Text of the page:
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Paying for What You Get: General Considerations for Compensating Executors, Trustees and Attorneys

One aspect of estate planning which is often not considered is how executors, trustees and attorneys should be compensated. Yet compensation claims are a frequent matter of contention and resentment, create disputes between executors, trustees, attorneys and beneficiaries, and can even result in litigation. Common scenarios include the executor, trustee or attorney claiming more than the beneficiaries believe they deserve, or the executor, trustee, attorney and beneficiaries not understanding what compensation is permissible and/or reasonable. Disputes can be minimized with advice and planning which address how the person who is going to do a very important job will be paid for their time and care.

The Trustee Act (Ontario) provides that executors and trustees are entitled to receive “such fair and reasonable allowance” for “the care, pains and trouble, and the time” they expend in administering an estate or trust but does not specify how compensation for executors and trustees is to be calculated and leaves it to the discretion of the Court. The Courts have however developed a “rule of thumb” tariff rate for executors and trustees which usually works out to approximately 5% of the value of the assets of an estate or trust, but which may be increased or decreased depending on circumstances and in accordance with certain developed rules and principles.

The Substitute Decisions Act, 1992 (Ontario), sets out compensation for attorneys for property in accordance with a prescribed fee schedule, although an attorney for property may request a higher fee and a Court may adjust the attorney’s compensation “in accordance with the value of the services performed”. However, unlike an attorney for property, an attorney for personal care has no statutory entitlement to compensation. Any right to compensation must be provided by the person giving the power of attorney for personal care, or the attorney for personal care must apply to Court to be compensated in this role.

The rules discussed above for compensating executors, trustees and attorneys may be modified by the Will, trust instrument or power of attorney. Importantly, when appointing an executor, trustee or attorney appropriate compensation for these roles should be considered. A method of calculating compensation different from the rules discussed above can be set out (or in the case of attorneys for personal care, allow for compensation to be paid). Examples of what can be provided include a different percentage amount, an hourly rate or a combination of both, or a fixed amount of compensation for acting as executor and/or an annual amount for acting as trustee or attorney. Fixed amounts can be indexed to ensure the intended value is not eroded over time.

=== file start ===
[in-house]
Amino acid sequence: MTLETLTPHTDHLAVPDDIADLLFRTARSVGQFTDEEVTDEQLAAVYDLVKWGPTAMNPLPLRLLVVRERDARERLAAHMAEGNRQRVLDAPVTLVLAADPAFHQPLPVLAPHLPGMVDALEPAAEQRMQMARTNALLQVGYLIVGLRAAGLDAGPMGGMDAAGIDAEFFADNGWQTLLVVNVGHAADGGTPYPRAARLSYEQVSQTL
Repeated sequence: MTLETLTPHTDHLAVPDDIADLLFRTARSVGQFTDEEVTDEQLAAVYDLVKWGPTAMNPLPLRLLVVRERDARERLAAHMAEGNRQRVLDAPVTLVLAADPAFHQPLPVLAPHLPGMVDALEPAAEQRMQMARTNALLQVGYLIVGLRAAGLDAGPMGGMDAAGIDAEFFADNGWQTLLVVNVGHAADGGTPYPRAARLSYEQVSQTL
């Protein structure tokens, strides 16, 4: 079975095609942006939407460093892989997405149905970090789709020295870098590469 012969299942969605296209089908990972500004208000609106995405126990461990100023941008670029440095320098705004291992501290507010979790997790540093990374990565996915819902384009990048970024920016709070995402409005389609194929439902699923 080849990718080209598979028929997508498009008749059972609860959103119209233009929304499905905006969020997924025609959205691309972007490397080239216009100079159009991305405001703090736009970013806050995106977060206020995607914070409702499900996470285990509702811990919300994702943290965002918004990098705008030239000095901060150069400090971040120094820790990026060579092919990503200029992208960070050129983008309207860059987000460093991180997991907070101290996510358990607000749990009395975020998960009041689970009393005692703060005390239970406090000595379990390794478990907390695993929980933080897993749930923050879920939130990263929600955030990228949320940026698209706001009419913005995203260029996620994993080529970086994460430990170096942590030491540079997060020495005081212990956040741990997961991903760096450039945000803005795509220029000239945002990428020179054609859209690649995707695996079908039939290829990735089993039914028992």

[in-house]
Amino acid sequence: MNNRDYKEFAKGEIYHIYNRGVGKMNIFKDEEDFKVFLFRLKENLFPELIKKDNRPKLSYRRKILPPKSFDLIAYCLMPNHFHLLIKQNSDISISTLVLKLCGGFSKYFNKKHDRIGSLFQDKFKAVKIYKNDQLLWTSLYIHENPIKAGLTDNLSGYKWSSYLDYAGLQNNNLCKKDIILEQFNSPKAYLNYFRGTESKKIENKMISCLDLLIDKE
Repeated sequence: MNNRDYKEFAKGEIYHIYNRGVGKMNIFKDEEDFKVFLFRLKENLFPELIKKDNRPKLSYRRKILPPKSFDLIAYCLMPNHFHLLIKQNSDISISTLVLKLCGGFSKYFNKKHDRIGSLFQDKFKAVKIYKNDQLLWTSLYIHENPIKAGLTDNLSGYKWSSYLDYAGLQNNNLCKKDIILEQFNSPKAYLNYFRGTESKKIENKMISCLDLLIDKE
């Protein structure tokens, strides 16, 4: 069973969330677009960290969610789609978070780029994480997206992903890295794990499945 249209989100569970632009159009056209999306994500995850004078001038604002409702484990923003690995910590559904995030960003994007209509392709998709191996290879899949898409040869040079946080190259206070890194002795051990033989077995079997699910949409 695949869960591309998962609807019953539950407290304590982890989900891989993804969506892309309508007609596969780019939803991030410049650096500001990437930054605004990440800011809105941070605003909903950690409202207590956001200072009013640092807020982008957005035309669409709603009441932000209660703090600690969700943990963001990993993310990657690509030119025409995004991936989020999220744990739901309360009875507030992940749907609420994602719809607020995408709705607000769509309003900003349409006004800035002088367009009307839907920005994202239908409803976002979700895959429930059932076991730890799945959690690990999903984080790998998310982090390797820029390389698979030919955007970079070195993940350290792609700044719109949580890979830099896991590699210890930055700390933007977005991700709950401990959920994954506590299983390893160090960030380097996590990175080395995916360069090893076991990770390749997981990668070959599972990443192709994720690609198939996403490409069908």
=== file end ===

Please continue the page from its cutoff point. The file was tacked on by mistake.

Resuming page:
A trust company or professional trustee will require a compensation agreement before agreeing to act. The will, trust instrument or power of attorney can allow for this agreement to be negotiated by the other executors, trustees or attorneys, if any, or by adult beneficiaries or family members. Alternatively, a compensation agreement can be negotiated by the person before executing their will, trust instrument or power of attorney and incorporated by reference.

You may think no compensation is appropriate in respect of certain appointments such as close family members, or major beneficiaries may not need or want compensation. If only one child of several is appointed, it may create resentment if he or she is compensated for being an executor, but on the other hand, he or she may be disadvantaged by not being able to claim compensation for his or her efforts. Each situation is unique and must be carefully thought through, in particular in large estates where the tariff rate may seem overly generous.

There are many factors to be considered in determining compensation to ensure the wishes and values of the person who is making the Will, setting up the trust or giving the power of attorney are reflected and given effect. Unfortunately, too often issues of compensation are left unaddressed, and one’s intentions are unknown and not carried out.

Dealing with compensation is an important part of the estate planning process. Including express provisions regarding compensation can achieve one’s wishes and minimize disputes and legal expense that often accompany claims for compensation.

— O’Sullivan Estate Lawyers

Don’t miss our next blog post on advance health care directives. In the meantime, if you haven’t had the opportunity to do so, we invite you to view a series of videos we recently created on a variety of general estate planning topics, including “Estate Planning: An Empowering Journey”, “Thinking About Your Legacy”, “Your Unique Team”, “Estate Planning: An Organic Process”, “Death and Incapacity: The Big ‘Taboo’ Subjects”, “Living Longer”, “Choosing Your Decision Maker” and “Losing a Loved One: First Steps”, which we hope you will find helpful and informative.

The comments offered in this article are meant to be general in nature, are limited to the law of Ontario, Canada, and are not intended to provide legal advice on any individual situation. Before taking any action involving your individual situation, you should seek legal advice to ensure it is appropriate to your personal circumstances.